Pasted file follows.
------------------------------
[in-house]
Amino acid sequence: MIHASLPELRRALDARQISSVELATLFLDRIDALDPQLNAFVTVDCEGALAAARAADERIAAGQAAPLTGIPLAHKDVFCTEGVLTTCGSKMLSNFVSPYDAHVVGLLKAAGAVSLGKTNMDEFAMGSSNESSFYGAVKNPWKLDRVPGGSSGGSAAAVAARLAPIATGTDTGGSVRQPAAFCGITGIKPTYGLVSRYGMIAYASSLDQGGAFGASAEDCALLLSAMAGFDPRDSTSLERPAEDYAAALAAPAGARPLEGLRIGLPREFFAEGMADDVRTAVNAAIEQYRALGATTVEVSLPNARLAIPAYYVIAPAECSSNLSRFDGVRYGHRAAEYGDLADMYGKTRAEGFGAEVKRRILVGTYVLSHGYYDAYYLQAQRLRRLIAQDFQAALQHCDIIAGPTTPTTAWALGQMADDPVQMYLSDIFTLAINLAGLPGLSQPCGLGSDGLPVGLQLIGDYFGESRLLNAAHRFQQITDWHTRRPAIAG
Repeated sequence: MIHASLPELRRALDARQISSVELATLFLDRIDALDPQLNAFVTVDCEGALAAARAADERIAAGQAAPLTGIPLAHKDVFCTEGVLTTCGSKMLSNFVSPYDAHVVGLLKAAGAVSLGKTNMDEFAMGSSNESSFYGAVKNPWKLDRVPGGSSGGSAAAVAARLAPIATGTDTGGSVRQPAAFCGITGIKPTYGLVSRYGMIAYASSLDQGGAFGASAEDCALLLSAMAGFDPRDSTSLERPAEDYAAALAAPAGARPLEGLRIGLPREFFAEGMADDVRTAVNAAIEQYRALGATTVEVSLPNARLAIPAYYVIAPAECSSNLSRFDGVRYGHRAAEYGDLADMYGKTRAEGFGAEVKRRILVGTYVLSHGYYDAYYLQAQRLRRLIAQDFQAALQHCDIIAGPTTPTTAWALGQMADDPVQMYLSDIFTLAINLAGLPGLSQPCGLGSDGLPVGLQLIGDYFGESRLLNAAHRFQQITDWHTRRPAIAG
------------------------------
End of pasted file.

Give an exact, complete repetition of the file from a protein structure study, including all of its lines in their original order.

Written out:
[in-house]
Amino acid sequence: MIHASLPELRRALDARQISSVELATLFLDRIDALDPQLNAFVTVDCEGALAAARAADERIAAGQAAPLTGIPLAHKDVFCTEGVLTTCGSKMLSNFVSPYDAHVVGLLKAAGAVSLGKTNMDEFAMGSSNESSFYGAVKNPWKLDRVPGGSSGGSAAAVAARLAPIATGTDTGGSVRQPAAFCGITGIKPTYGLVSRYGMIAYASSLDQGGAFGASAEDCALLLSAMAGFDPRDSTSLERPAEDYAAALAAPAGARPLEGLRIGLPREFFAEGMADDVRTAVNAAIEQYRALGATTVEVSLPNARLAIPAYYVIAPAECSSNLSRFDGVRYGHRAAEYGDLADMYGKTRAEGFGAEVKRRILVGTYVLSHGYYDAYYLQAQRLRRLIAQDFQAALQHCDIIAGPTTPTTAWALGQMADDPVQMYLSDIFTLAINLAGLPGLSQPCGLGSDGLPVGLQLIGDYFGESRLLNAAHRFQQITDWHTRRPAIAG
Repeated sequence: MIHASLPELRRALDARQISSVELATLFLDRIDALDPQLNAFVTVDCEGALAAARAADERIAAGQAAPLTGIPLAHKDVFCTEGVLTTCGSKMLSNFVSPYDAHVVGLLKAAGAVSLGKTNMDEFAMGSSNESSFYGAVKNPWKLDRVPGGSSGGSAAAVAARLAPIATGTDTGGSVRQPAAFCGITGIKPTYGLVSRYGMIAYASSLDQGGAFGASAEDCALLLSAMAGFDPRDSTSLERPAEDYAAALAAPAGARPLEGLRIGLPREFFAEGMADDVRTAVNAAIEQYRALGATTVEVSLPNARLAIPAYYVIAPAECSSNLSRFDGVRYGHRAAEYGDLADMYGKTRAEGFGAEVKRRILVGTYVLSHGYYDAYYLQAQRLRRLIAQDFQAALQHCDIIAGPTTPTTAWALGQMADDPVQMYLSDIFTLAINLAGLPGLSQPCGLGSDGLPVGLQLIGDYFGESRLLNAAHRFQQITDWHTRRPAIAG